Attorney Leslie Owen greeted her client with good news last week: A fine for driving with a suspended license had been dropped in Grant County, wiping out $1,500 of what Teresa Nisbet owed.
The two celebrated the latest step out of a hole Nisbet had dug with credit cards, payday loans, drug use and bad luck. Nisbet recalls how she felt at the bottom of that hole: “I can’t see the light. I have no hope.”
Now the Olympia resident says she is sober and happy and has resolved the criminal charges against her. What’s left are years-old fines scattered across courts and collections agencies in Olympia, Lacey, Thurston County and across the state in Grant County, much of it having accumulated interest at 12 percent a year.
Civil legal-aid lawyers are helping Nisbet, but say their numbers are not nearly enough to represent everyone trying to deal with legal problems.
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More than three-quarters of poor Washingtonians with civil legal problems face them without attorneys, according to a recent survey due to be presented to state lawmakers at a Thursday committee hearing.
That’s actually an improvement from a 2003 survey, but the latest report also found low-income households face far more legal problems than they did before — more than nine problems per household instead of more than three.
Medical bills, debt collection, credit access and other woes pile up for the poor, according to the survey commissioned by the state Supreme Court and conducted by Washington State University.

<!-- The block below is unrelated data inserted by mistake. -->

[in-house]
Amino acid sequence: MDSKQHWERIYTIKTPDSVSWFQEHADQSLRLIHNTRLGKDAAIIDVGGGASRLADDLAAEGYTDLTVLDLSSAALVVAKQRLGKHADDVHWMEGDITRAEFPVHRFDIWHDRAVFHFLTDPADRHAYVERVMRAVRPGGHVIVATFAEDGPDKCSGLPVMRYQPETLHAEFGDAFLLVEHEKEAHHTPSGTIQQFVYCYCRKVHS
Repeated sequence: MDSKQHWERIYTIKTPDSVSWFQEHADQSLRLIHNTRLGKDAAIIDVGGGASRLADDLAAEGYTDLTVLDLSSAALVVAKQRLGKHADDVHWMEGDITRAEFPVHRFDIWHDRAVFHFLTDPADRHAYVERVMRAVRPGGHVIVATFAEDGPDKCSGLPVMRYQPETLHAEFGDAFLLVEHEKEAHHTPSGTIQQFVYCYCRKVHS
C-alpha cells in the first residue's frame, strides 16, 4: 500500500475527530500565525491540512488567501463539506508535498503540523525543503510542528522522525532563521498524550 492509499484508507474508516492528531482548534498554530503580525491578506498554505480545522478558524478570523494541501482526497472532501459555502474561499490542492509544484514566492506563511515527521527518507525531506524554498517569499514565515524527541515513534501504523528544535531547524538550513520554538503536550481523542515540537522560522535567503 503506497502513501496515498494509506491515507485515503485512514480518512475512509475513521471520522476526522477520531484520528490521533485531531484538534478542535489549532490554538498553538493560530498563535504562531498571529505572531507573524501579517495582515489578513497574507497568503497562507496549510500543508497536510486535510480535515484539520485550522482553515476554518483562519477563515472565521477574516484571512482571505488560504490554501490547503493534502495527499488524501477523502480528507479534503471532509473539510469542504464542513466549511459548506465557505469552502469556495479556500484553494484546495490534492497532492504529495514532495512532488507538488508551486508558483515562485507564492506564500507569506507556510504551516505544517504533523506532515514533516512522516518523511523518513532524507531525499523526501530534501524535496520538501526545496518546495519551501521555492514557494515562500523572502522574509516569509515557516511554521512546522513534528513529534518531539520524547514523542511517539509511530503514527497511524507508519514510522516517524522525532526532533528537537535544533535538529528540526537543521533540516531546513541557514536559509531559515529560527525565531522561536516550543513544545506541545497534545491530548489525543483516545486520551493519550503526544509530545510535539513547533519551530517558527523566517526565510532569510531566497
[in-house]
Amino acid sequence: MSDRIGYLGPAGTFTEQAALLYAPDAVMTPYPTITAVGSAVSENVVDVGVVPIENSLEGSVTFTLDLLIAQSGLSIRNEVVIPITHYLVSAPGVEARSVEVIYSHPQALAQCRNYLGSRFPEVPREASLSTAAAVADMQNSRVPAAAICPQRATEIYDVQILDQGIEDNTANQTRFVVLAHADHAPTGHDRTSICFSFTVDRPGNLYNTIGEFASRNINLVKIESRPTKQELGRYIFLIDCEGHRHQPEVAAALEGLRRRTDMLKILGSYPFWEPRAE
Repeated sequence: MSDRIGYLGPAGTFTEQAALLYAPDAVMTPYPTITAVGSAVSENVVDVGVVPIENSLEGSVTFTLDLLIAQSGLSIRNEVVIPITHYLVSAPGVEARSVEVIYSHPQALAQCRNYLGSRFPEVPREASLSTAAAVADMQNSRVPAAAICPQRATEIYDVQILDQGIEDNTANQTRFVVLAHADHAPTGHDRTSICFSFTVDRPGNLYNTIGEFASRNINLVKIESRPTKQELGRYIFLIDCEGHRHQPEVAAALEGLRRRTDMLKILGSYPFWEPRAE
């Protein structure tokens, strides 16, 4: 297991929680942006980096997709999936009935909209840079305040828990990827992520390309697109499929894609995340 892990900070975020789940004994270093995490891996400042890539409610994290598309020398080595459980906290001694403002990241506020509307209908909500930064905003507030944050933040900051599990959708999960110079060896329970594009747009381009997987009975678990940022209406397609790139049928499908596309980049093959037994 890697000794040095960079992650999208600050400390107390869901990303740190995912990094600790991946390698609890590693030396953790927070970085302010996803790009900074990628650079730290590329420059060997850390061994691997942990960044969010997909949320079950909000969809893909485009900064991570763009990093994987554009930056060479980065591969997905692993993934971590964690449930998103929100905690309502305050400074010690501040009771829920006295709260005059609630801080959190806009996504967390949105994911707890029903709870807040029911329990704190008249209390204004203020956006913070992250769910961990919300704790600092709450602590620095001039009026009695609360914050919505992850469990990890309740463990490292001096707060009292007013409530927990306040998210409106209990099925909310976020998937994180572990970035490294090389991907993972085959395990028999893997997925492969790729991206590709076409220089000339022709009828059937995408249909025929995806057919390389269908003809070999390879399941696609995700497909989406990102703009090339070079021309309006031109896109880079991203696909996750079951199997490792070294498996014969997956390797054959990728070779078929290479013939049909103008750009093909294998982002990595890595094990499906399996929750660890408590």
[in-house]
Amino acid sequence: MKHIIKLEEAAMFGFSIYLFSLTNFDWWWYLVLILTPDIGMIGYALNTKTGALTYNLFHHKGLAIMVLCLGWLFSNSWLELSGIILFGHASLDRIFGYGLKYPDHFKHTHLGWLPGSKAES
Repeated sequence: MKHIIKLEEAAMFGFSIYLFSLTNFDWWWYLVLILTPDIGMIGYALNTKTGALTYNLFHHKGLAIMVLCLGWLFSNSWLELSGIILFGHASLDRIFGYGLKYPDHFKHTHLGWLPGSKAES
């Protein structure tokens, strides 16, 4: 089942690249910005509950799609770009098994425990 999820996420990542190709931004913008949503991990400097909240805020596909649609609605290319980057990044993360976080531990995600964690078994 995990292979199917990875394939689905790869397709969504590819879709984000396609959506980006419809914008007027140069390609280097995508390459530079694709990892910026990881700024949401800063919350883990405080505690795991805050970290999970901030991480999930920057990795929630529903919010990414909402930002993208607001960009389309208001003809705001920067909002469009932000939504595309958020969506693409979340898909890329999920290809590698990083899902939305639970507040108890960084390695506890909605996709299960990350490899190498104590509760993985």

An advocacy group for civil legal aid, the Equal Justice Coalition, says the state would need to add 124 more state-funded civil legal aid lawyers to the 107 on the job now to meet what the group said are nationally recognized standards for access to legal aid.
That would cost more than $15 million a year at a time when the Supreme Court demands more money for schools, so lawmakers may look for other solutions.
Owen, senior attorney at the Olympia office of the Northwest Justice Project, said one way to reduce the need for lawyers is a statewide program to help people address suspended-license fines.
Owen said 7 percent of drivers’ licenses are suspended and low-level misdemeanor charges for driving with suspended licenses take up about a third of district courts’ workloads. She said losing a license is one of the biggest barriers to employment faced by the poor.
“The public should be interested in these people getting their licenses back so they can get a job,” said Gerry Alexander, a former state Supreme Court chief justice and an advocate for civil legal aid.
The program Owen envisions would allow participants to access multiple courts at a time as they try to have unpaid fines dropped, put on a payment plan, forgiven through community service, or reduced by pulling them away from collections agencies. Spokane County has a similar program and has seen more revenue, not less, Owen said.
Lacking such a program, Owen goes judge by judge, jurisdiction by jurisdiction on Nisbet’s behalf.
“She doesn’t have her license yet,” Owen said Wednesday, “but we are so close.”